Love doesn’t pay the bills, toots

I’ve just come up for air.

From total immersion in a book.

A real, honest-to-megatroyd, hardback book of short stories by Stephen King: The Bazaar of Bad Dreams. 

Two euro coins and heart confetti frozen in ice.

Love won’t pay your bills, you need to market your business or you won’t succeed. Start here.

The stories are mostly superb, but I’m totally buried in one particular story — longer than most — called Ur. It’s about the Kindle, written when the Kindle was brand new and shiny. I’m envious of the idea, because it’s such a great idea…

But I’m not gonig to spoil it for you, and that’s not what I’m really here to write about today.

What I really love about The Bazaar of Bad Dreams is that before each short story, there’s a little commentary from King. About what sparked the idea, why he wrote this story, and a little of the history surrounding it.

I love these insights into his singular mind.

And I love that it sparks off a whole bunch of ideas in my own mind.

Before the story of Ur, King explained the background. He’d been asked to write a story to help Amazon publicise the new Kindle. He refused… but then an idea presented itself, he wrote the story — Ur — and sent it off to them anyway, saying they were welcome to use it. They did, and even produced a limited edition Kindle in his honour.

And he took some flak for it. As he said:

“I took a certain amount of shit about that from portions of the literary community that saw it as selling out to the business side, but, in the words of John Lee Hooker, ‘That don’t confront me none.’ As far as I was concerned, Amazon was just another market, and one of the few that would publish a story of this length. There was no advance, but there were — and still are — royalties on each sale (or download, if you prefer). I was happy to bank those checks; there’s an old saying that the workman is worthy of his hire, and I think it’s a true saying. I write for love, but love doesn’t pay the bills.”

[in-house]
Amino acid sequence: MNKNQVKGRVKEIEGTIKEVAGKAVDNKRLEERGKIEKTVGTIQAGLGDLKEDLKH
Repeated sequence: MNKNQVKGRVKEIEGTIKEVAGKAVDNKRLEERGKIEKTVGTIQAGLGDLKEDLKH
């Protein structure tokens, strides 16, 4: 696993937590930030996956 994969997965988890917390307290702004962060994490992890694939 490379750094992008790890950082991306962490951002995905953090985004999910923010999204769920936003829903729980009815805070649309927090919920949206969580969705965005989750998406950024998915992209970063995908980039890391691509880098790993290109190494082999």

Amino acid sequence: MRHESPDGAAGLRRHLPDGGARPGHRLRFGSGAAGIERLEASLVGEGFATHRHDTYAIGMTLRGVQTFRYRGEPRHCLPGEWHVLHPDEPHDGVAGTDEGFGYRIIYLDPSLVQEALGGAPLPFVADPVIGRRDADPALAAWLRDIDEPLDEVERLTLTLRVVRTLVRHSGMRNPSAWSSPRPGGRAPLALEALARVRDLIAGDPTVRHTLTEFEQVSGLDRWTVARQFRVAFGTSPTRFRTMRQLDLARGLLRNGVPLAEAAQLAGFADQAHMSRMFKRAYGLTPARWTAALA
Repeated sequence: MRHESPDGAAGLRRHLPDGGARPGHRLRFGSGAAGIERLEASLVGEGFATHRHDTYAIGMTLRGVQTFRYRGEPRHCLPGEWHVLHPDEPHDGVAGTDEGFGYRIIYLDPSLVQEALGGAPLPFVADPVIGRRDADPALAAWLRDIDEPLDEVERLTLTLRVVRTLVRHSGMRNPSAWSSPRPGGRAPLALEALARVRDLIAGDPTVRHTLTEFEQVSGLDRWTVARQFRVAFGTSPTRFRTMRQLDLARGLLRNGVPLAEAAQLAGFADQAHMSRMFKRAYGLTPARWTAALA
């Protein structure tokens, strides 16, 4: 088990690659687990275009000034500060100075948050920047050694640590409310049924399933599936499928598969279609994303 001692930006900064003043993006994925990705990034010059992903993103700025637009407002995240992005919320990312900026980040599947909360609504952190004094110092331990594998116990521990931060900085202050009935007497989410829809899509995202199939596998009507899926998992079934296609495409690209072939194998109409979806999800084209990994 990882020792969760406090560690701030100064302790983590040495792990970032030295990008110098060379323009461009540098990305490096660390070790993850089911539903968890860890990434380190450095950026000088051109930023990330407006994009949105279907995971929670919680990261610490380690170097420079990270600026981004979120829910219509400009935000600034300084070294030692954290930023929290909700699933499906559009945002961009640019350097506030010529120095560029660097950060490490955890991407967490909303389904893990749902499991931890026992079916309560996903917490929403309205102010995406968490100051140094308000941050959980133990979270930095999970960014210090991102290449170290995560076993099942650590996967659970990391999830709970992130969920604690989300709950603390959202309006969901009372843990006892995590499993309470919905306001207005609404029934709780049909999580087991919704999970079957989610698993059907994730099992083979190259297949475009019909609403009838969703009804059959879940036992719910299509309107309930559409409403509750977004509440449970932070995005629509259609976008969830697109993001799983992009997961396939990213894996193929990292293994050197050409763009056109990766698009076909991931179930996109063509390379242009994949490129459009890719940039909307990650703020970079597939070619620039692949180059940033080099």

If you’re in the arty business, or the vocational business, or any kind of business where marketing is frowned upon or looked down on, or otherwise maligned, read that little passage over and over again.

Thinking that your product or service is good enough to sell itself is a death knell for the vast majority of people. Oh, once in a while someone’ll win the business lottery, but for most of us? Nobody is gonna beat a path to your door.

You have to light a fucking beacon and draw them in.

Are you willing to do that?

If not: bye, Felicia!

If you are: a great place to start is with my book. It’s no Stephen King, but I’m proud of it. It’s what I would have read if it’d been around when I was struggling. That’s why I wrote it.

You can get a copy here:



Vicky Fraser is a copywriter, author, and entrepreneur. She really did run away with the circus… but when she’s not swinging from a trapeze, she’s showing other copywriters and small business owners how to work with better clients, make more money, and stop missing bathtimes, first words, and dinners with angry partners. In fact, she wrote the book on it. Get your copy here.

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